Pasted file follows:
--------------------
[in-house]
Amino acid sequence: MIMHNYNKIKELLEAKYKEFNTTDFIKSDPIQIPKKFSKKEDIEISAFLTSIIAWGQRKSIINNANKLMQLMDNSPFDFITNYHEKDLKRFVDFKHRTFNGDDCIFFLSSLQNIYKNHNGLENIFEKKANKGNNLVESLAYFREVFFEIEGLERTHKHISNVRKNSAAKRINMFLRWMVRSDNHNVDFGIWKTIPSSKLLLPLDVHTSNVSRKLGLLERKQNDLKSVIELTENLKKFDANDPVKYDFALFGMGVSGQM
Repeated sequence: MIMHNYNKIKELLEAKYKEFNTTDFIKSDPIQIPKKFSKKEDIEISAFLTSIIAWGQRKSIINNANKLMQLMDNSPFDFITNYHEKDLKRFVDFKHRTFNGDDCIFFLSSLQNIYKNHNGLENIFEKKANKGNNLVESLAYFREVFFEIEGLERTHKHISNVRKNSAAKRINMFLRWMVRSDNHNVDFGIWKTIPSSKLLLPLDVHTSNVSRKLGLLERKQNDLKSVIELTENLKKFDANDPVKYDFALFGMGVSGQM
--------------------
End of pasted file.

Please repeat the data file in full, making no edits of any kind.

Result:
[in-house]
Amino acid sequence: MIMHNYNKIKELLEAKYKEFNTTDFIKSDPIQIPKKFSKKEDIEISAFLTSIIAWGQRKSIINNANKLMQLMDNSPFDFITNYHEKDLKRFVDFKHRTFNGDDCIFFLSSLQNIYKNHNGLENIFEKKANKGNNLVESLAYFREVFFEIEGLERTHKHISNVRKNSAAKRINMFLRWMVRSDNHNVDFGIWKTIPSSKLLLPLDVHTSNVSRKLGLLERKQNDLKSVIELTENLKKFDANDPVKYDFALFGMGVSGQM
Repeated sequence: MIMHNYNKIKELLEAKYKEFNTTDFIKSDPIQIPKKFSKKEDIEISAFLTSIIAWGQRKSIINNANKLMQLMDNSPFDFITNYHEKDLKRFVDFKHRTFNGDDCIFFLSSLQNIYKNHNGLENIFEKKANKGNNLVESLAYFREVFFEIEGLERTHKHISNVRKNSAAKRINMFLRWMVRSDNHNVDFGIWKTIPSSKLLLPLDVHTSNVSRKLGLLERKQNDLKSVIELTENLKKFDANDPVKYDFALFGMGVSGQM